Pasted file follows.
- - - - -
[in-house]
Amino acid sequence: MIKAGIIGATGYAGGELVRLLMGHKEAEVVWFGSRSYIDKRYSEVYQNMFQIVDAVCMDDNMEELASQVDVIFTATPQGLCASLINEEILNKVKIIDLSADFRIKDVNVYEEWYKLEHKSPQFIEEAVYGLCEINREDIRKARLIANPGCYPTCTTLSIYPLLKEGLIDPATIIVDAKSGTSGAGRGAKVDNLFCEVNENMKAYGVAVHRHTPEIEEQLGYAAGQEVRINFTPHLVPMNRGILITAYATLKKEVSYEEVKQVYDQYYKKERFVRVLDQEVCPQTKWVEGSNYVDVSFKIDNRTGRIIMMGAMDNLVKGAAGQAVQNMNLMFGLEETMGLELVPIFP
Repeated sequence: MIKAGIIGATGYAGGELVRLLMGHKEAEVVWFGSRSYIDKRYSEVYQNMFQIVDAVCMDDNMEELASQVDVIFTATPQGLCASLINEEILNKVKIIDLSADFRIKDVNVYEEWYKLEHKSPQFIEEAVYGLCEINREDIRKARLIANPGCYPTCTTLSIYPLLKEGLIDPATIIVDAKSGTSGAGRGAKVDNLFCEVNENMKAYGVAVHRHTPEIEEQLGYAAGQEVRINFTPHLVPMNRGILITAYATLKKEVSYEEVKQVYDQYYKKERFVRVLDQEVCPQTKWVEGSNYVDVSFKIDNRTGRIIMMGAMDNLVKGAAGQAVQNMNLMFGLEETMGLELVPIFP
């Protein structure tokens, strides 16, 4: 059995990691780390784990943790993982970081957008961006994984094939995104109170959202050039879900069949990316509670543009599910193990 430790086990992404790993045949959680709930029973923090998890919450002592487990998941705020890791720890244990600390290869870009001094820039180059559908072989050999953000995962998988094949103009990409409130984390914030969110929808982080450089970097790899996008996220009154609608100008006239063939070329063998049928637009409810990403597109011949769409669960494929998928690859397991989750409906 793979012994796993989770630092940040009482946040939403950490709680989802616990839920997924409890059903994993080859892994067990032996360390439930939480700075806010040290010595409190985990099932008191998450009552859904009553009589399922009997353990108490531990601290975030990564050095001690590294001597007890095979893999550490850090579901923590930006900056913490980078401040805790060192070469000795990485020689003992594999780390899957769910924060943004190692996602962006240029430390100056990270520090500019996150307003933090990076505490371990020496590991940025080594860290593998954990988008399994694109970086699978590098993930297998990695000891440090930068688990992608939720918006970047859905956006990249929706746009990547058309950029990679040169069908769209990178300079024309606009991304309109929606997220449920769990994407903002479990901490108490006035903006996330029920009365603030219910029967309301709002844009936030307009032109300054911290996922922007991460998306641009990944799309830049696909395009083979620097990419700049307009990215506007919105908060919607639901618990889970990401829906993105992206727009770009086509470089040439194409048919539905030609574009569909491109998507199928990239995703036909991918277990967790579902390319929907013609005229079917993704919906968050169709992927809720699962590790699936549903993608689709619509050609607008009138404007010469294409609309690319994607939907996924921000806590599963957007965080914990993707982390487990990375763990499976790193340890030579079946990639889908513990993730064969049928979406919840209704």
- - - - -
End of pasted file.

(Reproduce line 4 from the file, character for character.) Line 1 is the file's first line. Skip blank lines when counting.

């Protein structure tokens, strides 16, 4: 059995990691780390784990943790993982970081957008961006994984094939995104109170959202050039879900069949990316509670543009599910193990 430790086990992404790993045949959680709930029973923090998890919450002592487990998941705020890791720890244990600390290869870009001094820039180059559908072989050999953000995962998988094949103009990409409130984390914030969110929808982080450089970097790899996008996220009154609608100008006239063939070329063998049928637009409810990403597109011949769409669960494929998928690859397991989750409906 793979012994796993989770630092940040009482946040939403950490709680989802616990839920997924409890059903994993080859892994067990032996360390439930939480700075806010040290010595409190985990099932008191998450009552859904009553009589399922009997353990108490531990601290975030990564050095001690590294001597007890095979893999550490850090579901923590930006900056913490980078401040805790060192070469000795990485020689003992594999780390899957769910924060943004190692996602962006240029430390100056990270520090500019996150307003933090990076505490371990020496590991940025080594860290593998954990988008399994694109970086699978590098993930297998990695000891440090930068688990992608939720918006970047859905956006990249929706746009990547058309950029990679040169069908769209990178300079024309606009991304309109929606997220449920769990994407903002479990901490108490006035903006996330029920009365603030219910029967309301709002844009936030307009032109300054911290996922922007991460998306641009990944799309830049696909395009083979620097990419700049307009990215506007919105908060919607639901618990889970990401829906993105992206727009770009086509470089040439194409048919539905030609574009569909491109998507199928990239995703036909991918277990967790579902390319929907013609005229079917993704919906968050169709992927809720699962590790699936549903993608689709619509050609607008009138404007010469294409609309690319994607939907996924921000806590599963957007965080914990993707982390487990990375763990499976790193340890030579079946990639889908513990993730064969049928979406919840209704």